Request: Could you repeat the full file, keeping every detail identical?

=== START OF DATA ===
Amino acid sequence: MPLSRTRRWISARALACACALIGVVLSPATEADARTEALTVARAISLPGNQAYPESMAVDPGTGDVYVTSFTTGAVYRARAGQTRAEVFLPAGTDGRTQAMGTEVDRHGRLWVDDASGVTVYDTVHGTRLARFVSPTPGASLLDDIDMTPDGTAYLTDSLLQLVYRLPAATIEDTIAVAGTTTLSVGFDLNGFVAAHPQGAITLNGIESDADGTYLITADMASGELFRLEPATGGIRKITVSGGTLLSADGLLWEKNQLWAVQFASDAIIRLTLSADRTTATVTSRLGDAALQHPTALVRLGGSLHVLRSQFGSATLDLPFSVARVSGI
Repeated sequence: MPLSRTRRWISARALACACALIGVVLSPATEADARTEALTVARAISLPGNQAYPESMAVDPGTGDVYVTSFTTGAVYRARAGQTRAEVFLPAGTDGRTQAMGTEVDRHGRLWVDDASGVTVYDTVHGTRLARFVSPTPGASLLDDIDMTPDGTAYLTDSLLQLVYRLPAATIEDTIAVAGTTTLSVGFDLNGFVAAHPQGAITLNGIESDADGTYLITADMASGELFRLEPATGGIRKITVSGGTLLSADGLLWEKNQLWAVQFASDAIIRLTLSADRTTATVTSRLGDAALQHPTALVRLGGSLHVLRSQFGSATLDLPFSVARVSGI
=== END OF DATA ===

Amino acid sequence: MPLSRTRRWISARALACACALIGVVLSPATEADARTEALTVARAISLPGNQAYPESMAVDPGTGDVYVTSFTTGAVYRARAGQTRAEVFLPAGTDGRTQAMGTEVDRHGRLWVDDASGVTVYDTVHGTRLARFVSPTPGASLLDDIDMTPDGTAYLTDSLLQLVYRLPAATIEDTIAVAGTTTLSVGFDLNGFVAAHPQGAITLNGIESDADGTYLITADMASGELFRLEPATGGIRKITVSGGTLLSADGLLWEKNQLWAVQFASDAIIRLTLSADRTTATVTSRLGDAALQHPTALVRLGGSLHVLRSQFGSATLDLPFSVARVSGI
Repeated sequence: MPLSRTRRWISARALACACALIGVVLSPATEADARTEALTVARAISLPGNQAYPESMAVDPGTGDVYVTSFTTGAVYRARAGQTRAEVFLPAGTDGRTQAMGTEVDRHGRLWVDDASGVTVYDTVHGTRLARFVSPTPGASLLDDIDMTPDGTAYLTDSLLQLVYRLPAATIEDTIAVAGTTTLSVGFDLNGFVAAHPQGAITLNGIESDADGTYLITADMASGELFRLEPATGGIRKITVSGGTLLSADGLLWEKNQLWAVQFASDAIIRLTLSADRTTATVTSRLGDAALQHPTALVRLGGSLHVLRSQFGSATLDLPFSVARVSGI